Despite having to drag ourselves out of bed at 4.55AM in order to get down to the T-Mobile flagship store on Oxford Street in London, TechRadar managed to get a few words with the cold queuers and find out what brought them down to the City before work.
Richard Lewis Jones, the first man down there at 5.30AM, exhibited an inexplicable apathy to the handset, admitting he may not even buy the handset, and saying he mostly wanted to just "check it out".
It seemed the queue make-up was very different to the one outside the O2 shop for the release of the iPhone 3G... not least because the queue only comprised of around 25 people compared to the hundreds that flocked to get their hands on Apple's latest offering.
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Luseni Dassama was the second person to join the proceedings, starting his standing experience at 5.45AM.
"I've not played with the handset yet," he admitted. "I just wanted to see the first phone to have Android, check out the handset in the flesh and see if it performs as well as I've heard.
"Though to be honest, I'm hoping for a freebie [for being the first down]!
"I thought there would be more of a procession outside the shop though... it's not really what I thought."
However, Luseni was still keen to compare the handset to the iPhone and find out if it was as sexy, as well as finding out whether the battery life could last as long as he hoped.
However, he was to leave disappointed as he was told he would have to pay £60 to upgrade his handset early, so he decided to wait a little longer.
At least he got a free coffee.
Chance to practise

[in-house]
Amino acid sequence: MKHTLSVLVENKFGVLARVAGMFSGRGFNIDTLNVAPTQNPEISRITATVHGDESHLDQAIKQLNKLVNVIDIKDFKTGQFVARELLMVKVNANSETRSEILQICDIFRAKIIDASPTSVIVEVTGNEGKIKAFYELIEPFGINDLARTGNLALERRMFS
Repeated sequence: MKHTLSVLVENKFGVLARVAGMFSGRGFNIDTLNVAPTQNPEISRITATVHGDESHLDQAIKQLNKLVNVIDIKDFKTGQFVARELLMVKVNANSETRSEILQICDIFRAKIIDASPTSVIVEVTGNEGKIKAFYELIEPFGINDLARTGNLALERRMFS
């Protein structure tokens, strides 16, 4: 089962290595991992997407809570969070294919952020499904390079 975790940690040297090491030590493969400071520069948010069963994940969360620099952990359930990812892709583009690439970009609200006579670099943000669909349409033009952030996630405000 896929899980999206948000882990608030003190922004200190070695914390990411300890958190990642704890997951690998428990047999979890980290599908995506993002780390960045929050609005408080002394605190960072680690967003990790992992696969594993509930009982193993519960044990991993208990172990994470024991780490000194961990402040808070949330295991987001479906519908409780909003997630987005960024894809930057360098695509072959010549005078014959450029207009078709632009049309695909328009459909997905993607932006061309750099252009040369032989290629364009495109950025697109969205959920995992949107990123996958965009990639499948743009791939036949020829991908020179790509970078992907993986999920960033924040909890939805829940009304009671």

Some people didn't see the handset worth getting out of bed early for, with the likes of Phil Gainley joining the queue minutes before the opening.
"There are lots of programmers and techies here for the handset," he said. "I want to make a couple of applications for the handset, and getting it now will give me the chance to practise with it before Google starts charging for apps later next year.
"The new platform is going to be more flexible [than the like of BlackBerry and Apple]."
He admitted he struggled to choose between this handset and the iPhone, but in the end chose the G1 due to its development potential, as many other programmers would be getting their hands on the phone and soon there would be a number of applications and programs floating around on the internet.
Overall, the launch was much as expected. Getting people through the doors was a little slower than some hoped, as processing transactions took around 30 mins in most cases.
But when the rain came down, the T-Mobile crew were out in force with umbrellas, water and coffee... though 'thankfully' there weren't that many people out there, as the company had only alerted those that had pre-registered that they could come down and buy the handset for themselves first thing.